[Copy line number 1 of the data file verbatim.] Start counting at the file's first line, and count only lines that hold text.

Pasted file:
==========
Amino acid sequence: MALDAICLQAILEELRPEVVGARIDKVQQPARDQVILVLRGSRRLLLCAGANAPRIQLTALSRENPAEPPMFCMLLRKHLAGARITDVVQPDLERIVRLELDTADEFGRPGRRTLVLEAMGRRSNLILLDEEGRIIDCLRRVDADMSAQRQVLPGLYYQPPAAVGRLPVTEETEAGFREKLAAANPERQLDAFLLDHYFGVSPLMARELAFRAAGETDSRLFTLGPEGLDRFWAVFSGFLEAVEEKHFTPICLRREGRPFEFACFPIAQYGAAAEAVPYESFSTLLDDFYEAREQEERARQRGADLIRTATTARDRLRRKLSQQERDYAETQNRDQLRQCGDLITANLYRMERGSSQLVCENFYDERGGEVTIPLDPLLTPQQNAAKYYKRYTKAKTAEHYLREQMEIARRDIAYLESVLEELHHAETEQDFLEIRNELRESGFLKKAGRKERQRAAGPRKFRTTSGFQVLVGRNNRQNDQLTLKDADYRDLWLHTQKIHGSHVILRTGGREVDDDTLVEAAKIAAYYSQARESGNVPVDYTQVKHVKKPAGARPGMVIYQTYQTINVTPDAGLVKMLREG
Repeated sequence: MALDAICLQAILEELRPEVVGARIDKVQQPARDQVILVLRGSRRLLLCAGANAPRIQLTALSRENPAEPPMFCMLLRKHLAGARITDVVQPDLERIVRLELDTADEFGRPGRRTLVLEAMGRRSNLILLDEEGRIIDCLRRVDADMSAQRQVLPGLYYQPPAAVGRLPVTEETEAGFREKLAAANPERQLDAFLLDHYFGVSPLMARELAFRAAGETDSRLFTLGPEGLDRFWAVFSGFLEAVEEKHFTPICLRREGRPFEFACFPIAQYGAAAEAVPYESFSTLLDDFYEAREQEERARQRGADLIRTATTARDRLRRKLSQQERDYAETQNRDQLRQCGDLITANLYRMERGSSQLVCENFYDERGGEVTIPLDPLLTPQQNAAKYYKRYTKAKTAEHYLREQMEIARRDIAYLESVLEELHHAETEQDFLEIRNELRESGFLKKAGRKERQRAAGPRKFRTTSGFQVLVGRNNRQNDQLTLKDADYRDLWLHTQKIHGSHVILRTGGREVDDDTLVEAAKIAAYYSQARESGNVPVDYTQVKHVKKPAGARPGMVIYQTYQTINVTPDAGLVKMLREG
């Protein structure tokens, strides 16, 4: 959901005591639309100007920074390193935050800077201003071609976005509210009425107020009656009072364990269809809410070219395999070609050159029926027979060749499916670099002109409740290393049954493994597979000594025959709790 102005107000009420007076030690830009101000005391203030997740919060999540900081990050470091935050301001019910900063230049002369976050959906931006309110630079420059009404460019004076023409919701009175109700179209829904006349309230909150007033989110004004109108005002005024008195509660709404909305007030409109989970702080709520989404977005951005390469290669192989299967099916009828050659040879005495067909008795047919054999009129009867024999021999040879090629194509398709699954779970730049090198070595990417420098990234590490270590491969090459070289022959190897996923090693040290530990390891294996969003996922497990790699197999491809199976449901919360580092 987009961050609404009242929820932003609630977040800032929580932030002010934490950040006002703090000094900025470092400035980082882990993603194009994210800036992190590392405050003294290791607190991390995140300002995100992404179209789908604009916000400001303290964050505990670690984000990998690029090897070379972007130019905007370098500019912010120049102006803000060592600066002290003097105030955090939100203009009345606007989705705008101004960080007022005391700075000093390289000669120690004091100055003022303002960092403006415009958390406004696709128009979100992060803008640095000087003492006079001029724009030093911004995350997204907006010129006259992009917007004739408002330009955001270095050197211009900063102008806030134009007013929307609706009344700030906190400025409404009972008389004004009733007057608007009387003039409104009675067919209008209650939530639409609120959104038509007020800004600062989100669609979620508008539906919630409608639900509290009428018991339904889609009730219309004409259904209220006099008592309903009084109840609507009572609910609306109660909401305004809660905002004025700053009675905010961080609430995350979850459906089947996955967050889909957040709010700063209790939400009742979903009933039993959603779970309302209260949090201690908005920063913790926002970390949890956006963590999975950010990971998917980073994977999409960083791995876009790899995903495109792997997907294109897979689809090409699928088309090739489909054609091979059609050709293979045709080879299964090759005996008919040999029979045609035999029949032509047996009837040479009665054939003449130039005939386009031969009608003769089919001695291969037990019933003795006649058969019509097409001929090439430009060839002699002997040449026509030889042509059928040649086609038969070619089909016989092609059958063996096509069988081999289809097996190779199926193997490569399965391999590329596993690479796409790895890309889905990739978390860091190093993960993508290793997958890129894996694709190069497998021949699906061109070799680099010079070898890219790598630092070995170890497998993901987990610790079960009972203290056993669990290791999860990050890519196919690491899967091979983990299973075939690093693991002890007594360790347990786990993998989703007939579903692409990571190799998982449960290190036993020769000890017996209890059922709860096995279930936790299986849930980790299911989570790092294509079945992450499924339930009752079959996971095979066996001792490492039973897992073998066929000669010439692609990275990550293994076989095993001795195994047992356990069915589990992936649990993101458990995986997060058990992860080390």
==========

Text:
Amino acid sequence: MALDAICLQAILEELRPEVVGARIDKVQQPARDQVILVLRGSRRLLLCAGANAPRIQLTALSRENPAEPPMFCMLLRKHLAGARITDVVQPDLERIVRLELDTADEFGRPGRRTLVLEAMGRRSNLILLDEEGRIIDCLRRVDADMSAQRQVLPGLYYQPPAAVGRLPVTEETEAGFREKLAAANPERQLDAFLLDHYFGVSPLMARELAFRAAGETDSRLFTLGPEGLDRFWAVFSGFLEAVEEKHFTPICLRREGRPFEFACFPIAQYGAAAEAVPYESFSTLLDDFYEAREQEERARQRGADLIRTATTARDRLRRKLSQQERDYAETQNRDQLRQCGDLITANLYRMERGSSQLVCENFYDERGGEVTIPLDPLLTPQQNAAKYYKRYTKAKTAEHYLREQMEIARRDIAYLESVLEELHHAETEQDFLEIRNELRESGFLKKAGRKERQRAAGPRKFRTTSGFQVLVGRNNRQNDQLTLKDADYRDLWLHTQKIHGSHVILRTGGREVDDDTLVEAAKIAAYYSQARESGNVPVDYTQVKHVKKPAGARPGMVIYQTYQTINVTPDAGLVKMLREG